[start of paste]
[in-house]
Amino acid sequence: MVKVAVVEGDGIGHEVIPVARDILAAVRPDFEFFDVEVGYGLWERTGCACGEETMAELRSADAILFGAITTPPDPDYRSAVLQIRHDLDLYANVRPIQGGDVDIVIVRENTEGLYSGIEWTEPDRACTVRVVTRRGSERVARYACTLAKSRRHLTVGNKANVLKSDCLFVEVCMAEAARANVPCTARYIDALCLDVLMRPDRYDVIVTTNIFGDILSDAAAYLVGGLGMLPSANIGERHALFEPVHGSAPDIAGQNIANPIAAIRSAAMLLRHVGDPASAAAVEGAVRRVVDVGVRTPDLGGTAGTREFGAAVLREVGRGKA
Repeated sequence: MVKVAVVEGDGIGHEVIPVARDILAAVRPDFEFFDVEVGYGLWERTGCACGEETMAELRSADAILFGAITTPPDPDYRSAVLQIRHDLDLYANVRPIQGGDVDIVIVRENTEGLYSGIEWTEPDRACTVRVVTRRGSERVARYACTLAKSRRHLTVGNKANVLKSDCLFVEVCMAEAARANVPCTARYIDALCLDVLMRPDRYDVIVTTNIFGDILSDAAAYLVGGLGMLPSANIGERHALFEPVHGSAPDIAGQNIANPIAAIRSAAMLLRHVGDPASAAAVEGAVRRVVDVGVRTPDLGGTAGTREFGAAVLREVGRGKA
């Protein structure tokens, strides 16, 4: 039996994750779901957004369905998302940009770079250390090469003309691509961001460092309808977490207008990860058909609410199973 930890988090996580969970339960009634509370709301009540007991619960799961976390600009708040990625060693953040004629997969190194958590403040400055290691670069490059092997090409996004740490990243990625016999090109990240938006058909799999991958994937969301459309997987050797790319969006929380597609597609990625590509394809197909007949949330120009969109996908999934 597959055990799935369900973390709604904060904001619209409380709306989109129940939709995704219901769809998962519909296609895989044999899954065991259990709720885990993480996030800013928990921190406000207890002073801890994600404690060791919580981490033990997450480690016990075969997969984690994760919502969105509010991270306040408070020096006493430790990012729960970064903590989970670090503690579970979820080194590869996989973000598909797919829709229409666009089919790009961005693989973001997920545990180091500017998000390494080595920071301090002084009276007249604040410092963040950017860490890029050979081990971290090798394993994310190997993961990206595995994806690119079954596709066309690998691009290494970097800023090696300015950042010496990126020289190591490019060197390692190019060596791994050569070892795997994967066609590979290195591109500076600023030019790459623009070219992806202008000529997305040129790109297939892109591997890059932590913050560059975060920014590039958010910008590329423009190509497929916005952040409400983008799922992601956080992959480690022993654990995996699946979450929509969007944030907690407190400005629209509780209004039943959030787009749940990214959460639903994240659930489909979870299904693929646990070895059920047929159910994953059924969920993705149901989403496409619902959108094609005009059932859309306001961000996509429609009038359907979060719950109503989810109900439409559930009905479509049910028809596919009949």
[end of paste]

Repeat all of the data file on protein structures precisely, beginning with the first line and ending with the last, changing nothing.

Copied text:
[in-house]
Amino acid sequence: MVKVAVVEGDGIGHEVIPVARDILAAVRPDFEFFDVEVGYGLWERTGCACGEETMAELRSADAILFGAITTPPDPDYRSAVLQIRHDLDLYANVRPIQGGDVDIVIVRENTEGLYSGIEWTEPDRACTVRVVTRRGSERVARYACTLAKSRRHLTVGNKANVLKSDCLFVEVCMAEAARANVPCTARYIDALCLDVLMRPDRYDVIVTTNIFGDILSDAAAYLVGGLGMLPSANIGERHALFEPVHGSAPDIAGQNIANPIAAIRSAAMLLRHVGDPASAAAVEGAVRRVVDVGVRTPDLGGTAGTREFGAAVLREVGRGKA
Repeated sequence: MVKVAVVEGDGIGHEVIPVARDILAAVRPDFEFFDVEVGYGLWERTGCACGEETMAELRSADAILFGAITTPPDPDYRSAVLQIRHDLDLYANVRPIQGGDVDIVIVRENTEGLYSGIEWTEPDRACTVRVVTRRGSERVARYACTLAKSRRHLTVGNKANVLKSDCLFVEVCMAEAARANVPCTARYIDALCLDVLMRPDRYDVIVTTNIFGDILSDAAAYLVGGLGMLPSANIGERHALFEPVHGSAPDIAGQNIANPIAAIRSAAMLLRHVGDPASAAAVEGAVRRVVDVGVRTPDLGGTAGTREFGAAVLREVGRGKA
């Protein structure tokens, strides 16, 4: 039996994750779901957004369905998302940009770079250390090469003309691509961001460092309808977490207008990860058909609410199973 930890988090996580969970339960009634509370709301009540007991619960799961976390600009708040990625060693953040004629997969190194958590403040400055290691670069490059092997090409996004740490990243990625016999090109990240938006058909799999991958994937969301459309997987050797790319969006929380597609597609990625590509394809197909007949949330120009969109996908999934 597959055990799935369900973390709604904060904001619209409380709306989109129940939709995704219901769809998962519909296609895989044999899954065991259990709720885990993480996030800013928990921190406000207890002073801890994600404690060791919580981490033990997450480690016990075969997969984690994760919502969105509010991270306040408070020096006493430790990012729960970064903590989970670090503690579970979820080194590869996989973000598909797919829709229409666009089919790009961005693989973001997920545990180091500017998000390494080595920071301090002084009276007249604040410092963040950017860490890029050979081990971290090798394993994310190997993961990206595995994806690119079954596709066309690998691009290494970097800023090696300015950042010496990126020289190591490019060197390692190019060596791994050569070892795997994967066609590979290195591109500076600023030019790459623009070219992806202008000529997305040129790109297939892109591997890059932590913050560059975060920014590039958010910008590329423009190509497929916005952040409400983008799922992601956080992959480690022993654990995996699946979450929509969007944030907690407190400005629209509780209004039943959030787009749940990214959460639903994240659930489909979870299904693929646990070895059920047929159910994953059924969920993705149901989403496409619902959108094609005009059932859309306001961000996509429609009038359907979060719950109503989810109900439409559930009905479509049910028809596919009949």